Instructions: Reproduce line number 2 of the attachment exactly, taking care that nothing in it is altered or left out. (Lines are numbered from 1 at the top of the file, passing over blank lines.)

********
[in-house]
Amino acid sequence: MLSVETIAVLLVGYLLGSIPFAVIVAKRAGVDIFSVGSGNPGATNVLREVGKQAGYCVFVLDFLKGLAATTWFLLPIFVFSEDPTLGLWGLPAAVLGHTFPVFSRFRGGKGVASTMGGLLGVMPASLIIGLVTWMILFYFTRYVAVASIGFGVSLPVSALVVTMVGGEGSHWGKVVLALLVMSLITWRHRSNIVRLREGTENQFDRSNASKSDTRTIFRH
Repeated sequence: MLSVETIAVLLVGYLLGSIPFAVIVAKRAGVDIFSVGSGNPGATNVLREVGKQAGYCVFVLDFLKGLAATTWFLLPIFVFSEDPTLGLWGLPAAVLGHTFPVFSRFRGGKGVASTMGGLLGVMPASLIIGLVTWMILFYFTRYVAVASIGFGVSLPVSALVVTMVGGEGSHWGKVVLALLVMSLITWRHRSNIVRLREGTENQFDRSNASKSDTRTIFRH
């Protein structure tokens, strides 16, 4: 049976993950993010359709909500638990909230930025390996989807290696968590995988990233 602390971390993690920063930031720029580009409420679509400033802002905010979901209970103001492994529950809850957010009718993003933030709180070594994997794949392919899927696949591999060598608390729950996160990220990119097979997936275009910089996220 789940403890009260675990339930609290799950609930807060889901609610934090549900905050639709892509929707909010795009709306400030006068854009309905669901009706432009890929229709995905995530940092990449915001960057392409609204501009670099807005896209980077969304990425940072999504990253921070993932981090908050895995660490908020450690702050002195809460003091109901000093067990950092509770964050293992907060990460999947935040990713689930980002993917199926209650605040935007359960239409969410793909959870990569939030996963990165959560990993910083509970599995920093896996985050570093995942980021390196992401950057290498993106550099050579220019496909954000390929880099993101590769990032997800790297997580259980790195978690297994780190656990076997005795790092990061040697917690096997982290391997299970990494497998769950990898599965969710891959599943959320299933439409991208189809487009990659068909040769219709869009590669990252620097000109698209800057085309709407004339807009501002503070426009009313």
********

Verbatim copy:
Amino acid sequence: MLSVETIAVLLVGYLLGSIPFAVIVAKRAGVDIFSVGSGNPGATNVLREVGKQAGYCVFVLDFLKGLAATTWFLLPIFVFSEDPTLGLWGLPAAVLGHTFPVFSRFRGGKGVASTMGGLLGVMPASLIIGLVTWMILFYFTRYVAVASIGFGVSLPVSALVVTMVGGEGSHWGKVVLALLVMSLITWRHRSNIVRLREGTENQFDRSNASKSDTRTIFRH